How do you manage your monthly income?

Posted by Nick Lawlor on November 25 2013 @ 12:05

Let’s be honest. There is absolutely nothing fun about putting money aside when you get paid, until of course when you get to spend it again.

This week I wanted to delve a little deeper into how to make sure you get the most from your savings which is one of the key elements of financial planning. When we look to our money to provide the life we desire, we have to think of the big picture. Yes the wages I am making monthly may well provide for all the bills this particular month but if you stand back and look at the things your income has to pay for in the next 10, 20 and indeed 50 years, then ask yourself the question, If the money I make this month is all gone at the end of this month, then what happens when the inevitable emergency comes along, when third level fees are re-introduced or when the states old age pension gets cut?

Saving money is of course difficult but the one thing I have learned over the years of trying to help people see the bigger picture is that if it’s gone before you see it, it is psychologically easier to save. It is in our nature to hit targets and to have goals.  Our monthly income can be the same. After all the bills are paid, it is common to look at what’s left and see this number as your monthly spending target. It is amazing to think that any hard fought pay rise I ever received seems to be simply absorbed into the monthly spend, somewhere.

But how do you do it? Again we are faced with age old problem. Do we save in a deposit savings account offered by the local bank, do we seek out the nearest credit union, or do we get attracted by the post office savings schemes. Do we use a pension? “There is something about tax relief with those, isnt’ there?”

First things first. You have to start at the start and know what you are saving for. I always advise people to start saving for the thing that can happen tomorrow. Something that can happen this week or next is more important to save toward than something that can’t happen for 15 years. The car can break down tomorrow. Little Johnny can’t go to college at 3 years of age. Little Johnny can go to college in 15 years but you can’t retire at 45. Allow me to exclude the people reading this who have already retired at 45! My point is simply first things first.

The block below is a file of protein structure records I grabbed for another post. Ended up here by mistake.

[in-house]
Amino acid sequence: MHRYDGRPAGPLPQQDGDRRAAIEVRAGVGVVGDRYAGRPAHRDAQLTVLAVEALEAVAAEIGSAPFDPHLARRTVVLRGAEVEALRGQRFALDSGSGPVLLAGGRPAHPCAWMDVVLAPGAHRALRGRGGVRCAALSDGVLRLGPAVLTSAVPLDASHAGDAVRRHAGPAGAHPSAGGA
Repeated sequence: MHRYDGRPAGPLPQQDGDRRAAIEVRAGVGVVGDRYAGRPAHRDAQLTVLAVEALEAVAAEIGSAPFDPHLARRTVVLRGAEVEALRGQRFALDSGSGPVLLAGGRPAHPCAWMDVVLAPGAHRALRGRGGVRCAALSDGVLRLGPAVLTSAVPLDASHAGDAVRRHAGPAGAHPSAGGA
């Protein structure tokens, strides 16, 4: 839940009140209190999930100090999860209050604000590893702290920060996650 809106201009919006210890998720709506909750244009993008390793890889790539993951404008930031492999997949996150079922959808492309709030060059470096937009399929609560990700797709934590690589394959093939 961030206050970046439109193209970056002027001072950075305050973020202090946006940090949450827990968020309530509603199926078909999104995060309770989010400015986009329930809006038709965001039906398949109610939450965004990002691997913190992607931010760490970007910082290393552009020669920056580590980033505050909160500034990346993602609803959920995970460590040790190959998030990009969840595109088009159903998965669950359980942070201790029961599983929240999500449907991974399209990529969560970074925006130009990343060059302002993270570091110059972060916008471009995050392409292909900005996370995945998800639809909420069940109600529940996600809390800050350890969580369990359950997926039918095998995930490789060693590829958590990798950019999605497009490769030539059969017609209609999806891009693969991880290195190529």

The nice thing about short term savings is that if the emergency doesn’t happen well the emergency fund quickly converts into a great head start on your college fund. The key is getting started and getting started regularly. Once it’s gone, you won’t notice it as much and it becomes a great source of pride checking in on your savings from time to time. You’ll become reluctant to spend it as you know the effort that went into to saving it.

It’s really important to use the correct type of savings vehicle for each of these savings goals. You don’t use a pension savings account for your emergency fund, regardless of how attractive the tax relief is because you can’t get your cash out. Conversely you don’t use a credit union savings account for your retirement because you are wasting the tax relief available.

The best value tends to be found in the products designed for “further down the line”. A 30 day interest account pays a better interest rate than a demand account. A 5 year bond offers better value than a 30 day account and so on.

In summary, consider for a second that you were going on a yearlong holiday with a wedding after 3 months, a cruise after 6 months and emergency return home after 9 months. You will be given €60k which will be paid to you in €10k instalments at the beginning of the 1st 6 months. How do you split up you funds? Do you evenly spread the money our over the 12 months or do you spend it all as you get it. It’s amazing how many people will suggest, when using a simple example like this, that they would do the exact opposite of what they are doing in their everyday lives.


Nick Lawlor is the owner of Lawlor Financial Planning and is one of only a small number of Certified Financial Planners or CFP®’s operating in Ireland and is based in Keeper’s Cottage in Leixlip. Contact or 0863161232 for a complimentary consultation. Nick Lawlor Financial Planning Ltd trading as Lawlor Financial Planning and Simplysave is regulated by the Central Bank of Ireland. Lawlor Financial Planning does not take responsibility for individual financial decisions made based on this article.






1 comment(s)

  1. Alannah Hannell on May 26 2019 06:20
    I've read the book and really enjoyed <a rel="dofollow" href="">Google</a> it.
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I launched my business in 2011 following several years working in the financial services industry with the single aim of trying to deliver fair, honest and independent financial planning advice to individuals and companies. Read More

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